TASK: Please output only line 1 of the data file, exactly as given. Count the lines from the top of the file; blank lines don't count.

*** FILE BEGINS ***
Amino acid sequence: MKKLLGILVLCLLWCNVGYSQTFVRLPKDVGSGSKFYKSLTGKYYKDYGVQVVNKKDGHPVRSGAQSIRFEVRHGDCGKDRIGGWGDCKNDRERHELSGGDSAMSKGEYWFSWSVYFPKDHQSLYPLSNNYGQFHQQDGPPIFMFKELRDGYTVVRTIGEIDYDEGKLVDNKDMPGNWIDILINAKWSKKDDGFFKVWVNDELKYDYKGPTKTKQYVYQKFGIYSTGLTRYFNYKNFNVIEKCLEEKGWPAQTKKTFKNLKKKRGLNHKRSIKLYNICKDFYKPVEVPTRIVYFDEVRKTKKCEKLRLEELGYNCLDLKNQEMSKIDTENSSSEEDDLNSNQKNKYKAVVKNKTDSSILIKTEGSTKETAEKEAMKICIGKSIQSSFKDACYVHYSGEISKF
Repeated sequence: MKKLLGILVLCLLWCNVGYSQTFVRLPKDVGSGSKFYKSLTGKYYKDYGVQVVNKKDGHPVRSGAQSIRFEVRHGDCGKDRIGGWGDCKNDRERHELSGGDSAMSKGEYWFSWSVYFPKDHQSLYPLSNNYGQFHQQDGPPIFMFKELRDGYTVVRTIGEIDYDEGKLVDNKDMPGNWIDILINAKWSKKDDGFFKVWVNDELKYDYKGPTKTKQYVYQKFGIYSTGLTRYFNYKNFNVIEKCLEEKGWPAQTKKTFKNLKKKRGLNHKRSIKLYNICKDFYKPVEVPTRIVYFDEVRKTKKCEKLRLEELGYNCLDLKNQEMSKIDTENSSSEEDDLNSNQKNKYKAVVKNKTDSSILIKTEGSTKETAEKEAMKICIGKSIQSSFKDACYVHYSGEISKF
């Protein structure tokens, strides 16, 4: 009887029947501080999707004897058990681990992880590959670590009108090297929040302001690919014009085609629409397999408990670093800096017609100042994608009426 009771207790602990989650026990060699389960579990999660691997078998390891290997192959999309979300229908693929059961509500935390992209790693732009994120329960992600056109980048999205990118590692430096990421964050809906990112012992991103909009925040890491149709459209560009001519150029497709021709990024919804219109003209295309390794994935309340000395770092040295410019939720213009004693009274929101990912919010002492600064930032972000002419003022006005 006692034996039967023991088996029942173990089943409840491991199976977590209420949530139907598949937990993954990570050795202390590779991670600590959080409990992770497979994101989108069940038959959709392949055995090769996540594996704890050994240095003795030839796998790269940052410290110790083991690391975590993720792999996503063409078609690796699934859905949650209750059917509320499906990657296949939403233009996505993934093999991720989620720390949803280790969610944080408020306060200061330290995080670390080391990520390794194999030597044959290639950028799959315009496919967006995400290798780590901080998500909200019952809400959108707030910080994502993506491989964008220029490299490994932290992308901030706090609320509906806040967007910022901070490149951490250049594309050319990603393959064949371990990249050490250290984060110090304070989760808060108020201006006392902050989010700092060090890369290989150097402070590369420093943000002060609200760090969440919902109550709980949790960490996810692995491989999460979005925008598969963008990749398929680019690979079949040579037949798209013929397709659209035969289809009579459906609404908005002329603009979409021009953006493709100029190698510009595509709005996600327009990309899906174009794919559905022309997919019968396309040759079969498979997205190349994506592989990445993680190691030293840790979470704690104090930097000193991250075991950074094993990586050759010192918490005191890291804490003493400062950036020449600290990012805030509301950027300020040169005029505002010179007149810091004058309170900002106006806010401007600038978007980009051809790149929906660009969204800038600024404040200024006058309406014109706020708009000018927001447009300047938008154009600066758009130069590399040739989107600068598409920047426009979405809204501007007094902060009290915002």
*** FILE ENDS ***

Amino acid sequence: MKKLLGILVLCLLWCNVGYSQTFVRLPKDVGSGSKFYKSLTGKYYKDYGVQVVNKKDGHPVRSGAQSIRFEVRHGDCGKDRIGGWGDCKNDRERHELSGGDSAMSKGEYWFSWSVYFPKDHQSLYPLSNNYGQFHQQDGPPIFMFKELRDGYTVVRTIGEIDYDEGKLVDNKDMPGNWIDILINAKWSKKDDGFFKVWVNDELKYDYKGPTKTKQYVYQKFGIYSTGLTRYFNYKNFNVIEKCLEEKGWPAQTKKTFKNLKKKRGLNHKRSIKLYNICKDFYKPVEVPTRIVYFDEVRKTKKCEKLRLEELGYNCLDLKNQEMSKIDTENSSSEEDDLNSNQKNKYKAVVKNKTDSSILIKTEGSTKETAEKEAMKICIGKSIQSSFKDACYVHYSGEISKF